Welcome to Nairobi, the capital and largest city of Kenya.
Look into your rear view mirror and you will notice the real side of Nairobi.
Hop into a public “matatu” mini-bus and venture to the neighborhoods that make up Nairobi.
Nairobi matatu mini-buses line the sloppy muddy road, waiting to be repaired in order to get back on the street again. Riding a matatu is one of the more entertaining things to do in Nairobi.
A warm reception at this downtown Nairobi apartment complex. A thermos of steaming chai is waiting.
Freshly washed laundry streams through the inner square.
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Browsing local fresh markets like City Park Hawkers in the Parklands area of Nairobi is one of the most rewarding things to do in Nairobi!
Hawkers and vendors line the streets of Nairobi, selling snacks like roasted maize, newspapers, or other products of the day.
The most convenient way in the world to buy a puppy is through the window of your car, while waiting in long lines of stagnant traffic.
This is street food in Nairobi. A Mama cooks the food in her home, packs it in plastic containers and gunny sacks, and transports it to wherever there is demand.
Clockwise from top left:
- typical rice, sukuma wiki veg, soupy stew
- staple of ugali (cornmeal mush)
- the Double Hut from Burger Hut Nairobi (Kenya’s best burger)
- chicken tikka with sauce from Diamond Plaza
- Eritrean food from The Smart Village Nairobi
- bajhias from Slush Restaurant
In Nairobi anything can be fixed and re-sold. “Jua Kali,” is a name that describes fix-it men that can transform a hunk of junk into something useful.
In Nairobi, people live on the edge. Walking past on the street, you would never notice the crater in the center of this slum village, but from an adjacent top of a building, the conditions of a landslide in the future appear to be inevitable.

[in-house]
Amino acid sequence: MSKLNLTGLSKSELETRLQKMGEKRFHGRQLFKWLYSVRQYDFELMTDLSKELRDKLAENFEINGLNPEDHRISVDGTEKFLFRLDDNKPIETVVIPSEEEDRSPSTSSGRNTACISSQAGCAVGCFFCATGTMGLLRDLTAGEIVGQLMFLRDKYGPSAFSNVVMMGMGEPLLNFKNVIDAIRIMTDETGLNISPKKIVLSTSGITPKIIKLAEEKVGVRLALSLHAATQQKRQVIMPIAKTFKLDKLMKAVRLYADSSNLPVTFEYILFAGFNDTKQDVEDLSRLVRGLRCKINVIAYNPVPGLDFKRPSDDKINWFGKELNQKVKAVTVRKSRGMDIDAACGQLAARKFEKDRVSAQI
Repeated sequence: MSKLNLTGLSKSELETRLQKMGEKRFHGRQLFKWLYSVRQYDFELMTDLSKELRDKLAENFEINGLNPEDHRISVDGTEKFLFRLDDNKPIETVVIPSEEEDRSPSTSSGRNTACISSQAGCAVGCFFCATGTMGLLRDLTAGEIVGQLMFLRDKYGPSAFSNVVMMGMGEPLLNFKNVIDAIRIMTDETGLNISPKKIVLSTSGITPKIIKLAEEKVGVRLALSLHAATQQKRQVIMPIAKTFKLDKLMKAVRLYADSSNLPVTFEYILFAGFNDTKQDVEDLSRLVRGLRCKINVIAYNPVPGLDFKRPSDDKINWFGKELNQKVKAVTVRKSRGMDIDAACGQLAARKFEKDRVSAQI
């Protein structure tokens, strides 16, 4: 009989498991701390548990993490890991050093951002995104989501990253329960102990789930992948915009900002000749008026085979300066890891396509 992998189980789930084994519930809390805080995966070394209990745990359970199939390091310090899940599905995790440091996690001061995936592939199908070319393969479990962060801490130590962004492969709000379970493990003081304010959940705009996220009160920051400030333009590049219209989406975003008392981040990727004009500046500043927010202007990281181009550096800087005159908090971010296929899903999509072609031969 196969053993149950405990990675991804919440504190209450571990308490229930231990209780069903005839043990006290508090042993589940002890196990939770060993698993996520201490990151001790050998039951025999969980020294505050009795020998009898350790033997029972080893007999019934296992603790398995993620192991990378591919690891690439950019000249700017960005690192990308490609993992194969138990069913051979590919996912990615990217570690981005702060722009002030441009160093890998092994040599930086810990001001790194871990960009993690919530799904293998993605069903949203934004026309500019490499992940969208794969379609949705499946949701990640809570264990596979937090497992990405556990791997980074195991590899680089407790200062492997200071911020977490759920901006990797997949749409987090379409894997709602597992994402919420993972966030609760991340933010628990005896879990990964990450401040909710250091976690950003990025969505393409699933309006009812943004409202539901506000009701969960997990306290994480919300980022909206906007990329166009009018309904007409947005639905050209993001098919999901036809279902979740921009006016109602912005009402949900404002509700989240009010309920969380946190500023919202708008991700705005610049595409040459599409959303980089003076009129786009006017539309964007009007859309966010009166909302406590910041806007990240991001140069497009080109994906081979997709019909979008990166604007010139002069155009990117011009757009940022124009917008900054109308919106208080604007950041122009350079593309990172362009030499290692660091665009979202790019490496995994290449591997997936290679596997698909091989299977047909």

If you need that latest “2Pac shave” or “Ice Cube cut,” Nairobi can cater to all of your salon needs and requests. Name a hip hop celebrity and they got you covered.
Dedan Kimathi was a Kenyan Mau Mau rebel leader who battled against the colonial power of Britain in a struggle to gain independence. A bronze statue was erected in his remembrance in downtown Nairobi.
A serious fence in Dandora area, Nairobi, Kenya. Fences are often wrapped with barbed wire, shards of broken glass, electric wire, and sometimes thorn bushes.
Behind the barbed wire lie charming manicured lawns and elegant gardens for afternoon tea.
In Nairobi, when it rains, it bleeds. The blood red dirt flows through the streets as rivers and puddles gather in hazardous spots, wreaking havoc for pedestrians and motorists, but nourishing the beautiful greenery.
A cutting board loaded with nyama choma roasted meat is a treat and pastime that all Nairobians enjoy.
“If u can’t beat them join them,” and together “Yes we can.”
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